Cleaning of primary enclosures.
Excreta and food waste must be removed from primary enclosures daily, and from under primary enclosures as often as necessary to prevent an excessive accumulation of feces and food waste, to prevent soiling of the dogs contained in the primary enclosures, and to reduce disease hazards, insects, pests and odors. When steam or water is used to clean the primary enclosure, whether by
hosing, flushing, or other methods, dogs must be removed, unless the enclosure is large enough to ensure the animals would not be harmed, wetted, or distressed in the process.
Standing water must be removed from the primary enclosure and animals in other primary enclosures must be protected from being contaminated with water and other wastes during the cleaning.
The pans under primary enclosures with grill-type floors and the ground areas under raised runs with mesh or slatted floors must be cleaned as often as necessary to prevent accumulation of feces and food waste and to reduce disease hazards pests, insects and odors.
Sanitization of primary enclosures and food and water receptacles.
- Used primary enclosures and food and water receptacles must be cleaned and sanitized before they can be used to house, feed, or water another dog or social grouping of dogs.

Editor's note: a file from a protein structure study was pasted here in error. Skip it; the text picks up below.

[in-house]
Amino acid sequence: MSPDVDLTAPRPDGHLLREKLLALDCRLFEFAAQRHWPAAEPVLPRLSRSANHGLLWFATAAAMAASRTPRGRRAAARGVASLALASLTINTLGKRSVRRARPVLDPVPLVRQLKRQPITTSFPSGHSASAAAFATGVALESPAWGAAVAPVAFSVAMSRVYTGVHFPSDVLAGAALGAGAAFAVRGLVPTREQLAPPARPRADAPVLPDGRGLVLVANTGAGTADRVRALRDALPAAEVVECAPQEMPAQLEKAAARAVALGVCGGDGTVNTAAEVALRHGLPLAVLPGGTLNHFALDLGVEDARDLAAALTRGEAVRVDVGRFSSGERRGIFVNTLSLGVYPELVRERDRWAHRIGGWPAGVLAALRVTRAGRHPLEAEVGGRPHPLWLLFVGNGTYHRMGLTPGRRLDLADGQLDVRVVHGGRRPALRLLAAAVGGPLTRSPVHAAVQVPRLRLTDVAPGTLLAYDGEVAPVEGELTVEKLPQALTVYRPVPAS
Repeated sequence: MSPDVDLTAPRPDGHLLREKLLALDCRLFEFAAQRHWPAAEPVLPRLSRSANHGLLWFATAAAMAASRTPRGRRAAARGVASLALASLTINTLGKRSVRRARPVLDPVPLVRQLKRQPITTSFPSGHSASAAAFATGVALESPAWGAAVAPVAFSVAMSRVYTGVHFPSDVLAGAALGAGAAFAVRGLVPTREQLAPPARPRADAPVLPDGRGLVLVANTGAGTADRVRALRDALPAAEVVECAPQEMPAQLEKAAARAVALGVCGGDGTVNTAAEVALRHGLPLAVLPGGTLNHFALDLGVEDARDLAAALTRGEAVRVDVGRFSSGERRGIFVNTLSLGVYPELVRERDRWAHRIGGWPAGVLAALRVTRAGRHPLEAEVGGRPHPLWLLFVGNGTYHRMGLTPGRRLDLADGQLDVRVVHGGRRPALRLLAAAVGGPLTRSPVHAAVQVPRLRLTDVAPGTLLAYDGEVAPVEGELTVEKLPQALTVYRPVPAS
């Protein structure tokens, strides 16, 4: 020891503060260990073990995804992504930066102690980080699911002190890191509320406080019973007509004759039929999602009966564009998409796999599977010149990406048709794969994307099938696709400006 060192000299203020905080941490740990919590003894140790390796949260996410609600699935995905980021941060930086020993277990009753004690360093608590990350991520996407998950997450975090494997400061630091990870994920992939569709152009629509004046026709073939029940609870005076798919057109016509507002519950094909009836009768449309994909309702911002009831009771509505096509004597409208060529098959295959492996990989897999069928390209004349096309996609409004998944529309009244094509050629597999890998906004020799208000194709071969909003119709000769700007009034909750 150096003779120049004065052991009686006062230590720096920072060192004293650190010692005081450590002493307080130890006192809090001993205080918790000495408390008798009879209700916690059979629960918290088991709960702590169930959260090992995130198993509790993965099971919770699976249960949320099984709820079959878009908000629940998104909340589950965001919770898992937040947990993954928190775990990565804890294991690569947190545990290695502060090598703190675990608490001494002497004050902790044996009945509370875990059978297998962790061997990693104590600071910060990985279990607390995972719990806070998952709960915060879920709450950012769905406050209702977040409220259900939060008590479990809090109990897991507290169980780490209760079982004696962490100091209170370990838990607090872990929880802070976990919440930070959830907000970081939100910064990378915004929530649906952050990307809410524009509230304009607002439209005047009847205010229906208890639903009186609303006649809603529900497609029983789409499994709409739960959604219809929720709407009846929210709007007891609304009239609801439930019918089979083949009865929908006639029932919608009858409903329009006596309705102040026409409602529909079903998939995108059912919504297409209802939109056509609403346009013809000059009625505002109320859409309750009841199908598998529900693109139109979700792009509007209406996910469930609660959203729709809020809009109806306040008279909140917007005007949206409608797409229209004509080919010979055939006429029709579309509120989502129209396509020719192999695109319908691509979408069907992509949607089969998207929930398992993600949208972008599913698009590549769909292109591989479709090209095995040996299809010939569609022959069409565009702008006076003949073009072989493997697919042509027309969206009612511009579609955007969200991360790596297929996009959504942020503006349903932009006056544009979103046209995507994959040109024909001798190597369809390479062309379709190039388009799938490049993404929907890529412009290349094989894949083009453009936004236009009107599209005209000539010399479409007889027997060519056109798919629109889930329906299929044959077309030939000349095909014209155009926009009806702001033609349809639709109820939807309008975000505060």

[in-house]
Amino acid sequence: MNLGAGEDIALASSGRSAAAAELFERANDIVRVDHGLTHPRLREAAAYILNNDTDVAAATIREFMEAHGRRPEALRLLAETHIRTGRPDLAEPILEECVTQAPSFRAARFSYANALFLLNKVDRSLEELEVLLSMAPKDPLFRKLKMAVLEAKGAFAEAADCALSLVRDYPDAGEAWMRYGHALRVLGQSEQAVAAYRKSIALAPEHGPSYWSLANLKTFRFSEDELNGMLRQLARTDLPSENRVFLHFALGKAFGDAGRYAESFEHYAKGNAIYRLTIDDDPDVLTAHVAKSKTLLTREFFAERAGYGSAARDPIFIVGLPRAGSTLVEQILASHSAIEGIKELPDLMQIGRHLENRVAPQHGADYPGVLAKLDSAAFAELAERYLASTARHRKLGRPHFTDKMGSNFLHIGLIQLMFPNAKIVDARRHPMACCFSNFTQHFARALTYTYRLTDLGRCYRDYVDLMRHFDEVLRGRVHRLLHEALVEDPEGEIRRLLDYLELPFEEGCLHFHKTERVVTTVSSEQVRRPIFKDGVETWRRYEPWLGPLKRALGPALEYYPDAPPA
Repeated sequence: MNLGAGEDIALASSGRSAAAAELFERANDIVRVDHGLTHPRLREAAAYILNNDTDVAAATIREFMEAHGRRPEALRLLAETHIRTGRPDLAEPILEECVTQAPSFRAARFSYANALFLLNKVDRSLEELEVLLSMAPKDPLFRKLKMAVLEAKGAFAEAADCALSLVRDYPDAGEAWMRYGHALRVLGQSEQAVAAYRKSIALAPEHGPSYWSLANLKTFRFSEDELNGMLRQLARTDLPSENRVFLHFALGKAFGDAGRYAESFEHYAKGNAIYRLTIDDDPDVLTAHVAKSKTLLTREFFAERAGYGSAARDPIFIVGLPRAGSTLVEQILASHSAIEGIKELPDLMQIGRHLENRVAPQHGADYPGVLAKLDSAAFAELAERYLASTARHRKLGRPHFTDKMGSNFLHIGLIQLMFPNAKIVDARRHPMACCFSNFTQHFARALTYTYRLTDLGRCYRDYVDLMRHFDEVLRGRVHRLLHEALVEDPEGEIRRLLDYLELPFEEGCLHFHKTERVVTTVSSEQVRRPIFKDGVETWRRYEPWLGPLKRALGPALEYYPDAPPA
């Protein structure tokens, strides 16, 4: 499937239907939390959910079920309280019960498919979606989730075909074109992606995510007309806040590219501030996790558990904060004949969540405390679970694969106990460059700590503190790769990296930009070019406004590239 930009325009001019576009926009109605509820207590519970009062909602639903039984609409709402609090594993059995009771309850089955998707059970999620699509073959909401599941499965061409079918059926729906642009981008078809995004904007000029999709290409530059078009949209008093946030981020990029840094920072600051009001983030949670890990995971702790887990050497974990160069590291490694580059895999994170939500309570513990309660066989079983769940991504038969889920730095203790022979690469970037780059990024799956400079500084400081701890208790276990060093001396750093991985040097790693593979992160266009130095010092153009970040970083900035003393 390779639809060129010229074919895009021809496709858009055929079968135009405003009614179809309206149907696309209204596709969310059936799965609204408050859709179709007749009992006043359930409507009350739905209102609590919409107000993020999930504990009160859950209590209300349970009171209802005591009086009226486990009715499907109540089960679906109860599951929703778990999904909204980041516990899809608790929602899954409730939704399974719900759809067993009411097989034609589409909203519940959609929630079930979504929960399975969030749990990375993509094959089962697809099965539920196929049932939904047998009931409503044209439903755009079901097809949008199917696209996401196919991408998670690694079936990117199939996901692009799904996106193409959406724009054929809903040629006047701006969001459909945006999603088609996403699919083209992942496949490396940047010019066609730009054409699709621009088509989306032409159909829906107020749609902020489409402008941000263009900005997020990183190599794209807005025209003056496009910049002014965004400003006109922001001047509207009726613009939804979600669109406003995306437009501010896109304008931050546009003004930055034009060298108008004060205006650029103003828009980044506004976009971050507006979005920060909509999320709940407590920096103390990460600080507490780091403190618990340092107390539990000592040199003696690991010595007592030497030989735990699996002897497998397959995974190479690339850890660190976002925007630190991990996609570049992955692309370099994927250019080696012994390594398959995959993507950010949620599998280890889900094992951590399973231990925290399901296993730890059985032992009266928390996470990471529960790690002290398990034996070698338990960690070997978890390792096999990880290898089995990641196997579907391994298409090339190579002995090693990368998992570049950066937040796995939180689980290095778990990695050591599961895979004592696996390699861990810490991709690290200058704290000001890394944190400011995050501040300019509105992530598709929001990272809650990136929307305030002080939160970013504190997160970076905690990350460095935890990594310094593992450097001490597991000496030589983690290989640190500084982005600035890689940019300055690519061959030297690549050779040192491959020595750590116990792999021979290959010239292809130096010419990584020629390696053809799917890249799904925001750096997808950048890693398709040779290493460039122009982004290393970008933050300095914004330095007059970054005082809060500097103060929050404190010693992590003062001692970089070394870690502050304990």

- Used primary enclosures and food and water receptacles for dogs must be sanitized at least once every week and more often if necessary to prevent an accumulation of dirt, debris, food waste, excreta, and other disease hazards.
Hard surfaces of primary enclosures and food and water receptacles must be sanitized using one of the following methods:
- Live steam under pressure
- Washing with hot water and soap or detergent, as with a mechanical cage washer
- Washing all soiled surfaces with appropriate detergent solutions and disinfectants, or by using a combination detergent/disinfectant product that accomplishes the same purpose, with a thorough cleaning of the surfaces to remove organic material, so as to remove all organic material and mineral buildup, and to provide sanitization followed by a clean water rinse.
- Pens, runs, and outdoor housing areas using material that cannot be sanitized using the methods provided, such as gravel, sand, grass, earth, or absorbent bedding, must be sanitized by removing the contaminated material as necessary to prevent odors, diseases, pests, insects, and vermin infestation.
Housekeeping for premises.
Premises where housing facilities are located, including buildings and surrounding grounds, must be kept clean and in good repair to protect the dogs from injury, to facilitate the husbandry practices required, and to reduce or eliminate breeding and living areas for rodents and other pests and vermin.